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anxiety disorder in which the person experiences several distressing symptoms for more than a month ager a traumatic event
PTSD symptoms
- reexperiencing traumatic event - avoidance of reminders - numbering of general responsiveness - increased arousal
separation anxiety disorder
- hood disorder characterized by intense and inappropriate anxiety. - at least 4 weeks - concerning separation from parents
social anxiety disorder
anxiety disorder characterized by marked or intense fear of anxiety of social situations where the person may be scrutinized
panic disorder
anxiety disorder in which a person has panic attacks on a regular basis or constant apprehension and worry about the possibility of recurring attacks
intense anxiety triggered by the real or anticipated exposure to situations in which they may be unable to get help should they become incapacitated
generalized anxiety disorder
anxiety disorder where anxiety and worry that is not associated with a particular object, situation, or event but seems to be a constant feature of a persons existence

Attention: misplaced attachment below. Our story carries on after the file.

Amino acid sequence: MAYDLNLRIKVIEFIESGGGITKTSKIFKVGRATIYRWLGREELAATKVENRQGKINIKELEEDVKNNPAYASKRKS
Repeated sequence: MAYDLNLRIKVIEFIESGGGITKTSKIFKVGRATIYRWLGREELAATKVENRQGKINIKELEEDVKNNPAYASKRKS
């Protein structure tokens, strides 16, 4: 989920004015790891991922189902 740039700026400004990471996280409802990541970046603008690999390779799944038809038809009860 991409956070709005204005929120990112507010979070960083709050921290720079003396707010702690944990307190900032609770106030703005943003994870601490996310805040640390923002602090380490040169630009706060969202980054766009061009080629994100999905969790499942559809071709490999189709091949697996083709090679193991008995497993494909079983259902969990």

anxiety where recurrent obsessions or compulsions that are inordinately time-comsuing or that cause significant distress or impairment
body dysmorphic disorder
a person are preoccupied with the idea that a part of their body is ugly or defective
impulse-control disorder where compulsive, persistent urge to pull out one's own hair
excoriation disorder
recurrent picking at ones own skin
acute stress disorder (definition, time, symptoms)
- anxiety disorder that develops after a traumatic event - lasts for one month - symptoms depersonalization, bumbling, dissociative amnesia, intense anxiety, hyper vigilance, impairment of everyday functioning
panic-control therapy
treatment that consists of cognitive restructuring, exposure to bodily cues associated with panic attacks and breathing retraining
Dissociative identity disorder
formerly called multiple personality disorder, person develops more than one self or personality
false memory
the fabrication of physical or psychological symptoms for some ulterior motive
factitious disorder
people fake symptoms not for the purpose of any particular gain but because of an inner need to maintain a sick role

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